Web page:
- $7,035.57 = How much it costs to travel around the world through nine countries over five and a half months
- Revisited: How to pack for an independent traveler with no set return date
- A glimpse in the thoughts of Bolod Namkhai Mukhadi
- Beijing to Ulaanbataar Mongolia: The nitty gritty of independent travel
- How to get Chinese and Russian visas as a United States citizen: My experience
- Writing assignment: "Inside The Candelaria Festival of Puno, Peru"
- Marathon hitchhiking: Southern Mexico to Michigan in 7 days over 3,400 mi
- Mango Surprise: Being the victim of a random, delicious act of kindness
- Legendary Vagabonder Rolf Potts with priceless advice on travel
- Fire juggler in San Pedro de la Laguna, Lago Atitlan, Guatemala
- Romania: WWOOFing in Transylvania and back to the US
- Bulgaria: Nice cities, tipped off about an isolated beach, and getting perspective from a prostitute's cigarette burns
- Istanbul, and a few tips on curing impotency from the Hittites
- Giant carved heads, incredible valleys, camping on the Mediterranean, and a heavy dose of Roman ruins
- Lessons from a Kurdish-Swede rapper about Kurdistan, and finally getting my hands on an AK-47
Beijing to Ulaanbataar Mongolia: The nitty gritty of independent travel
Written by Tyler Cole | 31 March 2011
While on the road and back home, I frequently meet people who confuse independent travel with vacation. That it, when I describe a few months-long trip across Asia, what comes to mind is some sort of luxurious tour guided through the gems of the continent. The reality, though, is not like that for someone with a backpack and figuring it out for themselves as cheaply as possible (unless you consider riding across the border of China and Mongolia crammed in the trunk of a car with 12 other passengers “luxurious”).
In any case, I originally wrote this for other travelers who were trying to figure out ways to get across the border from Beijing to the capital of Mongolia, Ulaanbataar, for relatively cheap, but I think it is also an illustrative glimpse of the day-to-day logistics that a traveler has to figure out and that I don’t really write about on my site (it is boring).
There was a train direct from Beijing to Ulaanbataar for a few hundred dollars, but that was way out of my budget. Given that, I pieced this together for less than half of the price and in about the same amount of time as the direct train. So here it goes:
Overall, this is going to consist of a flight from Beijing to Erlian (aka Erlianhaote) on the Mongolian border, then a shared car across the border to Zamyn-Udd in Mongolia, then an overnight train from Zamyn-Uud to Ulaanbataar.
Total time 30 hours, total cost ~$70
1. At least 4 days in advance, get a ticket on eLong.com from Beijing to Erlian (airport name is Elianhaote on the website, a bit confusing). Should be 160Y + 100Y taxes, more if you wait (as of March 2011). Recently, readers have contacted me saying it is about 390Y total in the high travel season from late spring through the summer. They leave at 7:20am from Terminal 1 at the Capital airport, flight number JD5149. Double check the schedule in case something has changed.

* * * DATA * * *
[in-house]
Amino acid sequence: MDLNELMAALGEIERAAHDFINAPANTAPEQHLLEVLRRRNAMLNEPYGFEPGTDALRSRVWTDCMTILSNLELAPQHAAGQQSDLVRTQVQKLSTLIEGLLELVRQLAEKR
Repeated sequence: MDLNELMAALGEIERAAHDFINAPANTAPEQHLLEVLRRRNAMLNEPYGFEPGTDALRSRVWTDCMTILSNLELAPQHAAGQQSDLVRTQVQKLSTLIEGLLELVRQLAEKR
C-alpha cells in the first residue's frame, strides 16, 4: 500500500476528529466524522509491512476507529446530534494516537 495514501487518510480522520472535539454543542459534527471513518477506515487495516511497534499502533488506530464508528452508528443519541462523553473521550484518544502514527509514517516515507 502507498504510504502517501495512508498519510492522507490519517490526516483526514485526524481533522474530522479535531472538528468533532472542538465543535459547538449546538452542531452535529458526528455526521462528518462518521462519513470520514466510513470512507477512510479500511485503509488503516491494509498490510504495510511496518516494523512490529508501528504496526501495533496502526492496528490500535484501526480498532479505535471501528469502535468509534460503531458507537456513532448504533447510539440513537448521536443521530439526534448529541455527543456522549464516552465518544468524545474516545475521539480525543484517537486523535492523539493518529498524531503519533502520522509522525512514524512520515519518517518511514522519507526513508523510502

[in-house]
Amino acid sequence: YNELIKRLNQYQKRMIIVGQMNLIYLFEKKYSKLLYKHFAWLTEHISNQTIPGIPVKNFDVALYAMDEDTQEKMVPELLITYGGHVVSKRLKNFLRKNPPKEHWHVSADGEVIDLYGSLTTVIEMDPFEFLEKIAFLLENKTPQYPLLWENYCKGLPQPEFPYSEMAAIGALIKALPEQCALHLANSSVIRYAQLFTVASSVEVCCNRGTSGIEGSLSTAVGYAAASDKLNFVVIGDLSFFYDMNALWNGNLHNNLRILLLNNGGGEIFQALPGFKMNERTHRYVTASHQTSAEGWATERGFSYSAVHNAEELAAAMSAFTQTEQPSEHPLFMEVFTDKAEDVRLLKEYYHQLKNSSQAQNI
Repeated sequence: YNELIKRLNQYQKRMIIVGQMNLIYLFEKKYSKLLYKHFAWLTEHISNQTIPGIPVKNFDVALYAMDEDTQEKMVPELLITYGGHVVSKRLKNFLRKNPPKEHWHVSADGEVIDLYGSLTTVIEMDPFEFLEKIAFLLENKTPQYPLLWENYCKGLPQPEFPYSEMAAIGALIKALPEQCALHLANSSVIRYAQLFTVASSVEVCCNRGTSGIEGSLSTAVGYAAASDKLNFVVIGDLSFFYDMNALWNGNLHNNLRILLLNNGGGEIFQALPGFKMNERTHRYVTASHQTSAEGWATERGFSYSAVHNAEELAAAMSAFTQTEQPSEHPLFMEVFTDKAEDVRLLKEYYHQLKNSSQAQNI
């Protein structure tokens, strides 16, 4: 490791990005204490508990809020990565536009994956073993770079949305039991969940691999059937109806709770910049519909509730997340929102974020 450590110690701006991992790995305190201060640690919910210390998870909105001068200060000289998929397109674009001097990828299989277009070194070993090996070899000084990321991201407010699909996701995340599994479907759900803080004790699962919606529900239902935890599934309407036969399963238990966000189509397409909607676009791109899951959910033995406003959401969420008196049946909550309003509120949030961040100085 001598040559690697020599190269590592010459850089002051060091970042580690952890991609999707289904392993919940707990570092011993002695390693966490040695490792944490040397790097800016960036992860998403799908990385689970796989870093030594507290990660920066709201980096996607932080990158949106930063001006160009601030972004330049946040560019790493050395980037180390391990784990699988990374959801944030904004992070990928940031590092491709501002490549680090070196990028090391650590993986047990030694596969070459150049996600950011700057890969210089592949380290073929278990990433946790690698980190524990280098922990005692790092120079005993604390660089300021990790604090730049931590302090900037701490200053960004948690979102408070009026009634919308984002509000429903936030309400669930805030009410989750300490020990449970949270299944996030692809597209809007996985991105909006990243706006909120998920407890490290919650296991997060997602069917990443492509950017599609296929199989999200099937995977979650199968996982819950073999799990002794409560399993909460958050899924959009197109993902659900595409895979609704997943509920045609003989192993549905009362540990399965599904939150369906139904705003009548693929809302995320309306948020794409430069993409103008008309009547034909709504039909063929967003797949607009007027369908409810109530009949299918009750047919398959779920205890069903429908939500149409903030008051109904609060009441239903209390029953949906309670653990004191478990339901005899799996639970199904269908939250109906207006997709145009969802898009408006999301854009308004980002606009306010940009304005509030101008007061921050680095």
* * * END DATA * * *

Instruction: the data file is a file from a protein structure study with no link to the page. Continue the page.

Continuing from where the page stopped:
2. The day of the flight, make sure you are on the subway early. If you are relatively close to a metro connection with the Airport Express at Dongzhimen on Line 2 you can wait until 5:30 to get on the subway, but you want to be there early. Get off Line 2 at Dongzhimen and follow the signs to the Airport Express. You may have to wait until they open the gate at 5:45.
3. Buy the Airport Express ticket for 25Y and get on the first train at 6am. You will get to Terminal 3 at around 6:20, then to Terminal 1/2 at 6:30. Don’t waste time getting off since you will be cutting it close on time.
4. Follow the signs to Terminal 1, and keep your eye out because it is not very well marked in English (you will have to go up an escalator). Keep up a fast walk and check in with just your passport, do security, and get to the right gate. The gate is close to security and you will be taken on a bus to the airplane.
5. Bam, after a quick flight and a small snack of tea and a ham sandwich on the plane, get the shuttle outside the airport (15Y) and enjoy the scenery of absolutely nothing besides bizarre dinosaur sculptures coming into Erlian. If you just repeat that you are going to the Mongolian border in Chinese (wo yao qu menggu bianjing) the shuttle people should drop you in a place that you can flag a vehicle to take you across the border.
6. Going with a car is mandatory, and if you are patient and don’t mind haggling you should be able to get across for about 20Y (I got lucky and a group took me across for free in the trunk of their SUV, maybe it was sympathy for the cold, confused looking foreigner). First stop is the Chinese immigration to get your exit stamp, then to the Mongolian entrance. For Americans, at least, no visa is required to Mongolia, but you should obviously check about your own country.
7. Once across, all cars stop near the train station and central square in Zamyn-Uud with ample places to change money at posted rates. It will be about 12:00. You can buy train tickets from here to UB (16,300 tugrug for hard sleeper, about $13-14) departing at 17:35 every day at the ticket office which is at the far corner of the square on the second floor of a black, shiny building that isn’t immediately visible. Just walk towards the train tracks and you’ll see it.
8. Now, get some food and wait for the train, which will arrive just outside the ticketing office. Get some snacks for the ride and you can board the train a half hour before it departs. It will arrive in Ulaanbataar around 10am the next day, and you can figure it out from there.
Pictures are below